Celebs

Dr. Phil deletes controversial tweet about drunken teen sex after online backlash

Aug. 21, 2013 at 1:22 PM ET

The Twitter account for the "Dr. Phil Show" frequently tweets out questions for its audience to ponder. Recent questions include, "Do you know someone who has used their child against their partner during a divorce?" and "Have you experienced abuse by a stepparent?"

But a question the show sent out on Tuesday crossed the line for many readers. 

In a now-deleted tweet, the Dr. Phil account wrote, "If a girl is drunk, is it OK to have sex with her? Reply yes or no to @drphil #teensaccused."

Reaction was immediate and vehement. An article on Salon.com called the tweet "vile" and urged readers to let the TV host "know what you think" via tweeted responses.

A Twitter hashtag, #DrPhilQuestions, quickly began to collect satirical takes on the ham-handed question.

On Wednesday morning, the show issued a statement about the deleted Tweet, making it clear that the question was not written by the TV psychologist himself, and stating that its posting made him "very upset." 

“This Tweet was intended to evoke discussion leading into a very serious show topic based upon a recent news story, hence the #teensaccused label," the statement read. "It was a poll question, not a statement or a joke. As he has maintained over many years, Dr. Phil believes that the position of those incapacitated in any fashion; be it drugs, alcohol, age or mental illness can not and do not have the capacity to give their consent to anything, especially sex, which could have life changing repercussions. This was a research post in preparation for a show, not a personal post and Dr. Phil deleted it the second he saw it. It was clearly ill-advised. We sincerely apologize that it suggested anything other than what was intended, data gathering. As you can imagine, Dr. Phil is very upset that this happened.”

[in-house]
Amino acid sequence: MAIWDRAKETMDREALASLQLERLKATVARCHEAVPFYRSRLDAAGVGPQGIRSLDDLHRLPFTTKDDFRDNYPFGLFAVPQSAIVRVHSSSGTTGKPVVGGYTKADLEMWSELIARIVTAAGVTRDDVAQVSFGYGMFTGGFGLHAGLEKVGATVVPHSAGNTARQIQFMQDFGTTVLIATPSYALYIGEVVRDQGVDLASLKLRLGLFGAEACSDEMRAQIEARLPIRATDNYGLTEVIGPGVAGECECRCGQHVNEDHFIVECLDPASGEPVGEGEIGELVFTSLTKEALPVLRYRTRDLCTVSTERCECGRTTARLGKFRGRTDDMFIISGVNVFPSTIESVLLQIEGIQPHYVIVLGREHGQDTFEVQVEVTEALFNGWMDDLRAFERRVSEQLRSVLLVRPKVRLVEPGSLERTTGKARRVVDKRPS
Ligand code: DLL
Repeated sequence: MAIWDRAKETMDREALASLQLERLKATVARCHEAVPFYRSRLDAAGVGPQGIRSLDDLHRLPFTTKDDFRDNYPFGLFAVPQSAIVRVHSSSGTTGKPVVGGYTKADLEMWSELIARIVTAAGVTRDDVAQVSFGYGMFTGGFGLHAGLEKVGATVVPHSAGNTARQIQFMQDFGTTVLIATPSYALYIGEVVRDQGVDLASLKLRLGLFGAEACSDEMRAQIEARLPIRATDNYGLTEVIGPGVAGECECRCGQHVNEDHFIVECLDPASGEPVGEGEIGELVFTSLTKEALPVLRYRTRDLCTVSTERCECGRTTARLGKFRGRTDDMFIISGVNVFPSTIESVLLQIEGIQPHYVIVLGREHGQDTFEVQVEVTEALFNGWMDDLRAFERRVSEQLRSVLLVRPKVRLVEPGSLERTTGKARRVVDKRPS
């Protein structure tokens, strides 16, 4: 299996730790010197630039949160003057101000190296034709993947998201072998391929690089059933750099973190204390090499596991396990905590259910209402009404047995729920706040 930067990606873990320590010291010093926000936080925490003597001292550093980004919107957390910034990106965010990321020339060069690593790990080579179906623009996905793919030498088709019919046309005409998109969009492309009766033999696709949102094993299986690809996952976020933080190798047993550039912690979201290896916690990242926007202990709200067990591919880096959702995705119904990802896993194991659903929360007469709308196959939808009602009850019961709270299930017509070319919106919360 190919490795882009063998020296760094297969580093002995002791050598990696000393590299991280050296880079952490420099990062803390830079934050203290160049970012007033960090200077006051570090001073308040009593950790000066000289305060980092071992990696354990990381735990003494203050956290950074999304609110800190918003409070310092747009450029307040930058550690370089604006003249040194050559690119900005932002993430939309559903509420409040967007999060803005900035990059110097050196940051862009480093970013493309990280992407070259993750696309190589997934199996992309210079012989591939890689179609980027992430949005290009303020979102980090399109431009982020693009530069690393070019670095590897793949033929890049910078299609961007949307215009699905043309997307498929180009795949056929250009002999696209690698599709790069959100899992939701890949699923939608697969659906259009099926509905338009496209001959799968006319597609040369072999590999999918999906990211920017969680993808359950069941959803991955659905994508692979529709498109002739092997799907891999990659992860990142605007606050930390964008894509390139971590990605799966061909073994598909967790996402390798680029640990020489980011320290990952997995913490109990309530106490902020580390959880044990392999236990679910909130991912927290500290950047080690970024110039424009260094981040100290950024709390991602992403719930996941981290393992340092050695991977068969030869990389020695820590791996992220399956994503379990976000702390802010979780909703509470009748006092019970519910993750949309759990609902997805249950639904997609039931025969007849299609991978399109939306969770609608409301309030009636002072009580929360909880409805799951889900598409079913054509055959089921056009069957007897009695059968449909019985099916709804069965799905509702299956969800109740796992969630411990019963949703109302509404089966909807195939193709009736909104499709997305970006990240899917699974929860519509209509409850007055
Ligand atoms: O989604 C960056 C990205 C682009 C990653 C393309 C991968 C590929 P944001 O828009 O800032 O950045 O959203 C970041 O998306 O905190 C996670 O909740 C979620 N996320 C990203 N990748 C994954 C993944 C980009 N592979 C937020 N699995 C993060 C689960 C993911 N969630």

Dr. Jeff Gardere, like Dr. Phil a television personality and psychologist, told MSNBC TV's Thomas Roberts he understood that the tweet probably had a show-related intention, but that the question was poorly written.

"I think they were trying to provoke some kind of content to the show that's coming up," Gardere said. "But I think the other issue that may be going on here -- and I understand why people are enraged about this -- if you take a look at the question itself, does it legitimize someone saying yes, it's OK to have sex with a girl if she's drunk. ... People are very sensitive about this, especially after the Steubenville (Ohio) high school rape case, so you have to be very careful."

Gardere said the show's tweet should have given more information about what they were trying to gather from the audience. "Just by itself, (the question) can be interpreted in many, many ways," he said. "When you're talking about rape, when you're talking about serious issues like that, you need to be very, very careful that you're not intimating anything, or legitimizing any inappropriate behavior. I hope they've learned their lesson, and I think they will."

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